Love Aaj Kal Hindi Movie ReviewFeature Film | Romance
Sometimes the pleasure of watching a film can be purely in discovering the evolution and growth of a filmmaker. Love Aaj Kal is evidently the work of a deeply self-conscious and self-critical artist, and while it might be flawed, it's great to seeing Imtiaz Ali mature, and more importantly- not rest on his past success. The Jab We Met albatross hangs heavy on his shoulders, but like Jai (Saif Ali Khan) and Meera (Deepika Padukone), Ali tries his best to move on.
Ali's biggest strength, of course has always been his writing and he starts out with a bold (even if just by Bollywood romance standards) screenplay style. Boy meets girl, and after just in a span of about fifteen minutes that charmingly delineate different points in their relationship, we have the couple breaking up. It's written and executed in a remarkably matter of fact way, and it's flummoxing to see how Ali later falls in the trap of long-drawn melodrama. Like Jab We Met, the screenplay suffers from a strong second half syndrome where there just isn't enough dramatic tension to drive the film effectively to the end, and that hurts more here since unlike Jab We Met, this is more complex and sombre material.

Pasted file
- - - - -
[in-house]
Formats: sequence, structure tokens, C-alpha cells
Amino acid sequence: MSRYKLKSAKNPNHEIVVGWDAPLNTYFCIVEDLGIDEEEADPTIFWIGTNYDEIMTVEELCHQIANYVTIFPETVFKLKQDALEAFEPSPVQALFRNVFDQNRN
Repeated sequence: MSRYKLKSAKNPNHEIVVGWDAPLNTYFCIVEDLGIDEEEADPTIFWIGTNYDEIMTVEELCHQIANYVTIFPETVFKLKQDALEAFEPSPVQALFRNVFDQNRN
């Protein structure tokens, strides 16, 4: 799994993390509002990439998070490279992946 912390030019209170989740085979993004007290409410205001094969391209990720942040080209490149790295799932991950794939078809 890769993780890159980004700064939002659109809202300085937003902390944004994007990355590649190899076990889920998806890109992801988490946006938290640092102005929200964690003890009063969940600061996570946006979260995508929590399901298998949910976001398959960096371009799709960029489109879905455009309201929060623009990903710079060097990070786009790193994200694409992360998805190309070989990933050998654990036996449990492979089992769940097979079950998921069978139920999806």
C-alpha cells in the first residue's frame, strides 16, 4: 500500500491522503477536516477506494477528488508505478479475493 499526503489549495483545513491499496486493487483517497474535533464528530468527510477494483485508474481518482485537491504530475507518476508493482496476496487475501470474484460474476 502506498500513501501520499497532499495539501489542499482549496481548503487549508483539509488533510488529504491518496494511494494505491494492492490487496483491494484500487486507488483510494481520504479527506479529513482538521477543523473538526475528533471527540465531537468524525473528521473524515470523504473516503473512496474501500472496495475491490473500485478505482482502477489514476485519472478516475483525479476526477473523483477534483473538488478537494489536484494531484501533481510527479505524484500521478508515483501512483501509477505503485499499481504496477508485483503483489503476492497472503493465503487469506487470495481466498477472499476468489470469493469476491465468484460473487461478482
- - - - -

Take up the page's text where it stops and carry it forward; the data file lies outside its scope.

Still, the dialogue is especially witty and smart- relatable and relevant- except in a few parts where it tries too hard, desperately trying to keep a 'Hinglish' tone. So 'I'm going out with her' becomes 'Main uske saath bahaar ja raha hoon'. The casting is extremely smart, and casting Deepika as Meera is a masterstroke. Not the best of actresses, Deepika does however have a natural, down to earth 'normal' charm, and a nice elusive quality to her personality which Ali uses well. She does, however stumble badly in a few dialogue heavy scenes, especially in one instance where she nearly reduces an emotional moment to bad comedy. Saif does well (though in a predictable way) as Jai and as the younger Veer (who is played otherwise by a heart warming Rishi Kapoor) in the parallel retro track where he struggles with his uneven Punjabi accent.
On the technical front, Nataraja Subramaniam's frames are gorgeously mounted, and the film sharply benefits from Aarti Bajaj's editing.
On the whole, despite its inherent flaws, Love Aaj Kal is still rather enjoyable and has more than it's fair share of nice moments. So while the whole doesn't match up to the sum of its parts, I still reccomend you watch Love Aaj Kal. Just remember to leave Jab We Met at home.
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